What sort of mission is satisfied with failure?

And any target is pointless without proper action.

So let’s be massively more ambitious with the Green Investment Bank – greater capitalisation; allowing it to issue green bonds; to raise money on the markets.

There must be a green economic boom with government investment in renewables, so that sixty per cent of our electricity by will be carbon free by 2030 and that all our energy will be carbon free by 2050.

Let’s transform the Green Deal and give every single home in Britain an energy efficiency makeover, eradicating fuel poverty and halving demand for energy by 2030.

We should be proud of Ed Davey’s leadership, and we should claim a green future that is optimistic, inspiring. Winning the war on climate change is not about hair-shirts and austerity, it’s about a positive, innovative, hugely motivating mission to beat catastrophe and boost Britain’s economy.

If you are not pro-Green then you are not pro-business.

Let’s be the people who make that happen too.

And all this: only possible through ambitious, active liberalism.

Only achievable with an ambitious, active, liberal government.

Conclusion

These are ambitious goals.

But liberalism has been ambitious before.

Liberalism in Britain gave us universal suffrage

The abolition of the death penalty.

Freedom of religion.

The old age pension.

The welfare state.

Healthcare, free at the point of use

LGBT equality.

All things we take for granted, all things won by liberals in this party and beyond.

We should be proud and encouraged by these victories.

Britain is better because of you.

But we know that there are more battles to be fought and won.

Just look at how far we still have to go to achieve real equality

Last month Emma Watson spoke at the United Nations.

She gave a passionate call for men to join the fight for gender equality.

It was met with vile threats and a barrage of personal abuse.

 

In 2014 women still, too often, are paid less, represented less and matter less.

That is a moral outrage.

But you know as well as I do, that our politics and our party do not yet reflect the society we represent either.

That is unacceptable – and we should redouble our efforts to change it.

Last year my daughter started secondary school.  She is brighter more beautiful and more decent than you would ever expect given that she is my daughter …She’s inherited my football team, otherwise she’s got everything going for her…I want her to know that nothing is beyond her reach, that she is capable of being anyone and doing anything that she wants.

That there is no glass ceiling that cannot be broken – and I want men to be part of making that happen too.

You see the challenges that we face are big, but Britain’s politics is small.

Never then has it been more essential that Britain has a strong liberal party – this Liberal party.

So let’s get behind an ambitious, active liberalism that captures the imagination of the country.

Let’s say to Britain: there is a future that we can all get behind.

We will not compete with the silver tongued populists by being pale imitations of them.

We have to be the people calling for wisdom amidst the hysteria:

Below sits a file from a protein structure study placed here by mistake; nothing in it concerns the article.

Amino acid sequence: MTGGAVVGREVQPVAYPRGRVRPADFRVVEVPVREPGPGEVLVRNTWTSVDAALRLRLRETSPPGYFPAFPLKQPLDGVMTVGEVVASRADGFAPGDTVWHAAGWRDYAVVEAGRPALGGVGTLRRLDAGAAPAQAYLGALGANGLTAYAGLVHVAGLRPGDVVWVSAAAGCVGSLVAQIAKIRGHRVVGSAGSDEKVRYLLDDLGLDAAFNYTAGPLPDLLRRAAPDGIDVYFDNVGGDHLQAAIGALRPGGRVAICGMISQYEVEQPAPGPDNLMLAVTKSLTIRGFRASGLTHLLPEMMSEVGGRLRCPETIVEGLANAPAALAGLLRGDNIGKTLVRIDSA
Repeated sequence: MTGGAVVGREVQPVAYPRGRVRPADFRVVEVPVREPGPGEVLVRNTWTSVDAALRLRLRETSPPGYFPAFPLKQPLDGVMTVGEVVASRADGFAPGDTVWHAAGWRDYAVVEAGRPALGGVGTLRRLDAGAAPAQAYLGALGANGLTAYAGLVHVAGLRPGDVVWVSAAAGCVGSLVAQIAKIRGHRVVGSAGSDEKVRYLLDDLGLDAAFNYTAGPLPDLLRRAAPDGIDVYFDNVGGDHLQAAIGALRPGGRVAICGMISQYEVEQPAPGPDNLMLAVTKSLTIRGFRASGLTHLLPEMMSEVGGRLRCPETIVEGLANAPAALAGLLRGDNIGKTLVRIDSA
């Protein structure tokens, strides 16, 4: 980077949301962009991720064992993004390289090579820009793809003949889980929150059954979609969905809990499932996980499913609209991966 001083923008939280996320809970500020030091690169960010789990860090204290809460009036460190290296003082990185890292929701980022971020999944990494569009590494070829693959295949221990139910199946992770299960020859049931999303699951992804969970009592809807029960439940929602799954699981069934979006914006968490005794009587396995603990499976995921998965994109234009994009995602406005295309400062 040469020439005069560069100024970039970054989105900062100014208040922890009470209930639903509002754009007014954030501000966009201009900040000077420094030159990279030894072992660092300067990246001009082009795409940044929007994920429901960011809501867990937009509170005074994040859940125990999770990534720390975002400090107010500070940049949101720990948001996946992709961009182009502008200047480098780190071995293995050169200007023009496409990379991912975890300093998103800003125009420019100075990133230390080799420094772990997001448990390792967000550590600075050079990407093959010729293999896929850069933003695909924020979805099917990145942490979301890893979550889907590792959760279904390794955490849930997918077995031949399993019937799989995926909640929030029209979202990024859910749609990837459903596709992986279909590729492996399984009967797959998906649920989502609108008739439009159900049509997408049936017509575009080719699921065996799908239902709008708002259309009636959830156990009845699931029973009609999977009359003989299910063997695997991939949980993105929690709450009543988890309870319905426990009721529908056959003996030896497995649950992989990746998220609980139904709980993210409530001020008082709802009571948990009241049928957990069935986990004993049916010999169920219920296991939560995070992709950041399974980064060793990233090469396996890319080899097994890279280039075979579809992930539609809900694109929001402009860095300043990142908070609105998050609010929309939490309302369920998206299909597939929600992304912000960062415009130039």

Calling for hope amidst the fear.

Calling for ambition amidst apathy.

We will not blame our plight on foreigners,

people on benefits

or green crap.

We will offer our vision for a greener, fairer, better, dynamic and more liberal nation.

For government that does not wash its hands, but rolls up its sleeves.

For active, ambitious liberal government.

 

If you get that…

If you want that….

This is our opportunity.

This is the Liberal moment.

Let’s grab it.

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24 Comments

  •  Different people will take different things from what was a very good speech. A few key sentences caught my attention—

    ……….”The unfair market, the unfree market – the Tory laissez faire market – it is a clunking dead hand that damages business and growth just as much as state socialism…….

    …….That is why I am bored with ‘small c’ conservatives in more than one political party banging the drum for small government…..

    ……….People vote with their eyes fixed forward, not looking over their shoulders. They are not interested in the past, they are interested in the future. Their votes depend on what happens next, not what happened last.

  • You Gov poll.
    This what we are up against and no conference rhetoric will not make it go away:

    Will fade from scene not a force in 10 years
    Liberal Democrats 48%
    UKIP 36%

    Here to stay and a force in 10 years
    Liberal Democrats 25%
    UKIP 48%

  • John Roffey 7th Oct '14 - 6:51pm

    As John Tilley says there is a great deal in this speech. However, judging from the title – I must assume at this is an aspirational speech with the key message that the Party should refuse to be drawn into the current fashion of political parties of being primarily concerned with the short-term goal of winning as many seats at the next GE as possible – but instead, find solutions to the long-term problems we face that are side-stepped by other parties in their lust for GE success.

    If that is the case – I agree wholeheartedly – however, my only confusion is that some of the points made seem to be in conflict with this key message.

  • Helen Dudden 7th Oct '14 - 8:05pm